On the issue of refinery configuration, McGuire explained that for several years Petrotrin has been trying to upgrade its 100-year-old refinery so that it can extract more value from a barrel of oil. Since 1993, there have been several projects aimed at modernization that were not fruitful. He believes that poor project management hindered these efforts. “The refinery remains a bottom end refinery, with more than 50 per cent of its output being low valued residual fuel oil,” said McGuire.

Warwick sees all Petrotrin’s challenges as a spinoff of weak governance/poor management. “Low production, oil spills (etc.) occur because decisions are being taken that do not build-up the company in the long-term,” he said. Some of the management issues he raised included a lack of supervision of staff and the lack of investment in areas that will improve infrastructure and boost oil production. Nevertheless, he lauded the efforts of the current Board for its efforts to collaborate and obtain buy-in from all stakeholders, including the OWTU.

As it relates to improving the company’s asset integrity, Professor Jupiter disclosed that Petrotrin has a strategic plan to fix its assets. He said that failure to do so results in “…dollars and cents being wasted when there are spills. Each barrel should be used in refining.” He also made it clear that the environmental impact of Petrotrin’s oil spills is of great concern to the company. While the Board has prioritized assets to be repaired, Jupiter emphasized the need for greater capital expenditure on improving asset integrity.

Low oil production is another challenge raised by the interviewees. Petrotrin is the largest crude oil producer in Trinidad and Tobago. Since September 2015, the company has arrested its decline in oil production and there has been an increase since then. This was achieved even as the company operated in a low oil price environment in 2016.

   Professor Andrew Jupiter

Jupiter strongly believes that Petrotrin can increase its production in excess of 60, 000 barrels per day. Ramping up production will require Petrotrin to review the lease operator model to identify potential areas for improvement, expand the Incremental Production Service Contracts programme to develop reserves and engage in secondary recovery methods in partnership with local and foreign entrepreneurs to recover heavy oil reserves.

In relation to the lease operatorship arrangements, Warwick noted that there is a need to disaggregate the production data of these companies to ensure that high production volumes of a few companies do not mask lower production levels of the majority. Jupiter emphasized that assessing the model is so important to maintain the OWTU’s trust and to maintain industrial peace.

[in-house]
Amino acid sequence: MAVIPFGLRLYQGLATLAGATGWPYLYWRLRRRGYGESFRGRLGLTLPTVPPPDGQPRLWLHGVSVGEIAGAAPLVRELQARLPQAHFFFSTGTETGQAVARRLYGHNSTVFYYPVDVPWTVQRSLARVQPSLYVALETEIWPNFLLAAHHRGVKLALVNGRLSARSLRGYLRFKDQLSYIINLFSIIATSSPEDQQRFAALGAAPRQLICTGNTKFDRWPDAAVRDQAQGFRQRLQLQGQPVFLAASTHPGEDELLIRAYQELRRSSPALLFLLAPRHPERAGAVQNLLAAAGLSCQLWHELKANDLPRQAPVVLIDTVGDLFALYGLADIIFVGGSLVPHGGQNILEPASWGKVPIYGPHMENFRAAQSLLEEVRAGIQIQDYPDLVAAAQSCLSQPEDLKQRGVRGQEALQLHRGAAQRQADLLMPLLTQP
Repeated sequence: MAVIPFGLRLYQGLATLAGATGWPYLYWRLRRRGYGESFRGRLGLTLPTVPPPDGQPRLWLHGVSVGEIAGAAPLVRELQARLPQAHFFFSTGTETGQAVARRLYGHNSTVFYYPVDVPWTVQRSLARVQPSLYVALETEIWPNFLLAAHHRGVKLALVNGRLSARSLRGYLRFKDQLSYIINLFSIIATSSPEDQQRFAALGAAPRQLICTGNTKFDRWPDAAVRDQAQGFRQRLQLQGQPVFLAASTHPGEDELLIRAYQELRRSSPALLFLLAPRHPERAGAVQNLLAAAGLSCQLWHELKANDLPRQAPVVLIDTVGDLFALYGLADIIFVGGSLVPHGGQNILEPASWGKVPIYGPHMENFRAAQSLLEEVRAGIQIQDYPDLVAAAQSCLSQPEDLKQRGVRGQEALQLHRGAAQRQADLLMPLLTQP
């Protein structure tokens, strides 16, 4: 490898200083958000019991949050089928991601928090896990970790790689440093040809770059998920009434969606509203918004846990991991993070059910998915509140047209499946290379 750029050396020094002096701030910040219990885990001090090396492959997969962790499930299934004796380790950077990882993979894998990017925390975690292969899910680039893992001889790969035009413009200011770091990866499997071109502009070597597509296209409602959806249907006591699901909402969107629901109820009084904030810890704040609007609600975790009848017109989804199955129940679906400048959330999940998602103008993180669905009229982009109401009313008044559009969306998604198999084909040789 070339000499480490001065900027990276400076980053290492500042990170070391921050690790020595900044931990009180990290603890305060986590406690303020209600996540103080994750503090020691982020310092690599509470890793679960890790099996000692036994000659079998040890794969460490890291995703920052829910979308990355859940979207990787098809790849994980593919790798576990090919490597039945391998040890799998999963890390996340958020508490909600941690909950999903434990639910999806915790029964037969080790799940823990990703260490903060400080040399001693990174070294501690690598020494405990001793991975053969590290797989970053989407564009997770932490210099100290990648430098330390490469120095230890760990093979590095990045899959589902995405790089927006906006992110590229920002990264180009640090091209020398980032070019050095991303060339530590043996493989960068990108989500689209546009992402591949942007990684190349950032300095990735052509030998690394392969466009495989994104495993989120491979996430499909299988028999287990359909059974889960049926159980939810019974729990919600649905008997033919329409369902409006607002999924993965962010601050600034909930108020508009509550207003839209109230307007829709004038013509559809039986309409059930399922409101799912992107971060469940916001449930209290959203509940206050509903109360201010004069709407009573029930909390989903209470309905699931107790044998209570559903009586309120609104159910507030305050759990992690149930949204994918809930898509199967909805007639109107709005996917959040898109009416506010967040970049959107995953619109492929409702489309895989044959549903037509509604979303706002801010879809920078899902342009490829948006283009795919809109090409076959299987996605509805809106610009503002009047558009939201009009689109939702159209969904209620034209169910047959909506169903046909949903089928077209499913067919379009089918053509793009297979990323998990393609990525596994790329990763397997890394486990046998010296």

As expected the company’s debt burden affects its financial standing. The company is saddled with debt arising from two loans namely a US$ 750 million loan and a loan of US$ 850 million. It has however made all of its interest payments on the former and therefore has never defaulted. Its most pressing challenge is to reschedule or refinance its US$ 850 million loan due in 2019.  Jupiter recently revealed that the Board has proposed a strategy, in collaboration with the Finance Ministry, to refinance the debt. Warwick attributed the company’s indebtedness not to its ownership structure, but rather, due to the Government’s inability to make its subsidy payments on time, which puts a strain on the company’s cash flow. Data from the Ministry of Energy and Energy Industries shows that in September 2016 the government was able to clear its outstanding subsidy liabilities.

 

What is the right question?

For McGuire, partial privatization in which the government retains majority control may be the right solution. He explained that Petrotrin requires an injection of capital and major refurbishment, particularly to its refinery. He also suggested that it may be more prudent to build a new refinery and the existing refinery may be mothballed or used as a first stage processor. McGuire stated that since neither the government nor the company can finance these investments it seems sensible to engage the private sector by way of partial privatization, but the government must retain majority control. He added that partial privatization will also provide the opportunity for aligning the workforce to the requirements of the new refinery. Apart from partial privatization he identified several strategies which include rescheduling of the company’s debt and identifying a strategic partner with financing to construct a modern refinery. He also identified streamlining the workforce in line with new requirements, investing in enhanced oil recovery techniques and increasing exploration efforts on land in deeper horizons.